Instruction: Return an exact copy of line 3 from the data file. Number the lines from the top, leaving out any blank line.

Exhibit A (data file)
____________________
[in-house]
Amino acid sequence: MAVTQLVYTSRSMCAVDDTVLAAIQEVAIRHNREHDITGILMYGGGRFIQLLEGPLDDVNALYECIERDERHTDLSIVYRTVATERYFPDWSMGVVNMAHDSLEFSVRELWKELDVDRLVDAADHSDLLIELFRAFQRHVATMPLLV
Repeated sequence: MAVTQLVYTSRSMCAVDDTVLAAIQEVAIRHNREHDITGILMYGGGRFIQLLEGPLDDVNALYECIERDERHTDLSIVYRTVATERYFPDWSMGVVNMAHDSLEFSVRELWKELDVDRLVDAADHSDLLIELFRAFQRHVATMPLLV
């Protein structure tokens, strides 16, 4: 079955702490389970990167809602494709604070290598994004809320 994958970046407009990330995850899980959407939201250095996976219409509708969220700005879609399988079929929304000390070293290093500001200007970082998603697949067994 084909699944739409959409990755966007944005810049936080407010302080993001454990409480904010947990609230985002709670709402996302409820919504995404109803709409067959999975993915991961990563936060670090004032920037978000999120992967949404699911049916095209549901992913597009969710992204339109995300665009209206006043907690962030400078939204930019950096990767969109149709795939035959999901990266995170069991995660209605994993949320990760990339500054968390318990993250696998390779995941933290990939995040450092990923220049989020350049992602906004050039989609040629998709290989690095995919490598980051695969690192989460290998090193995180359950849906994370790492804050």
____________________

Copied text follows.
Repeated sequence: MAVTQLVYTSRSMCAVDDTVLAAIQEVAIRHNREHDITGILMYGGGRFIQLLEGPLDDVNALYECIERDERHTDLSIVYRTVATERYFPDWSMGVVNMAHDSLEFSVRELWKELDVDRLVDAADHSDLLIELFRAFQRHVATMPLLV